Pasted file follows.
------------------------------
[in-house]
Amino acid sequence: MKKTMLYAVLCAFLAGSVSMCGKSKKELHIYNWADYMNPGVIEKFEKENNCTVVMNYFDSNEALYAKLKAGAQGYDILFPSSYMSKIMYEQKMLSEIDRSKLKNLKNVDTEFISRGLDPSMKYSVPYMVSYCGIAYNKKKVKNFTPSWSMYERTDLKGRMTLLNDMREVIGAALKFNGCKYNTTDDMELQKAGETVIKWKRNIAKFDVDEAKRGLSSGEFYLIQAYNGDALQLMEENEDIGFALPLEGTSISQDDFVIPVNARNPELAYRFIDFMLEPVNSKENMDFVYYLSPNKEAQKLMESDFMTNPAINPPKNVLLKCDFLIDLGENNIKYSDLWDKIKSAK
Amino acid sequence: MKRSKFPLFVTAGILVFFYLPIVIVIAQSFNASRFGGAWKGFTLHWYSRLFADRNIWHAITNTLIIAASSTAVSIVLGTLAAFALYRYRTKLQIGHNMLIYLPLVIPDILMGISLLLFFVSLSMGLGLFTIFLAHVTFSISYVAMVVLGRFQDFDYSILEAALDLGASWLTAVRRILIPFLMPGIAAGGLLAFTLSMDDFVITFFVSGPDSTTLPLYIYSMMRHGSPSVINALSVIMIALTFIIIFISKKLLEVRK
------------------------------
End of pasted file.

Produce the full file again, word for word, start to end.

[in-house]
Amino acid sequence: MKKTMLYAVLCAFLAGSVSMCGKSKKELHIYNWADYMNPGVIEKFEKENNCTVVMNYFDSNEALYAKLKAGAQGYDILFPSSYMSKIMYEQKMLSEIDRSKLKNLKNVDTEFISRGLDPSMKYSVPYMVSYCGIAYNKKKVKNFTPSWSMYERTDLKGRMTLLNDMREVIGAALKFNGCKYNTTDDMELQKAGETVIKWKRNIAKFDVDEAKRGLSSGEFYLIQAYNGDALQLMEENEDIGFALPLEGTSISQDDFVIPVNARNPELAYRFIDFMLEPVNSKENMDFVYYLSPNKEAQKLMESDFMTNPAINPPKNVLLKCDFLIDLGENNIKYSDLWDKIKSAK
Amino acid sequence: MKRSKFPLFVTAGILVFFYLPIVIVIAQSFNASRFGGAWKGFTLHWYSRLFADRNIWHAITNTLIIAASSTAVSIVLGTLAAFALYRYRTKLQIGHNMLIYLPLVIPDILMGISLLLFFVSLSMGLGLFTIFLAHVTFSISYVAMVVLGRFQDFDYSILEAALDLGASWLTAVRRILIPFLMPGIAAGGLLAFTLSMDDFVITFFVSGPDSTTLPLYIYSMMRHGSPSVINALSVIMIALTFIIIFISKKLLEVRK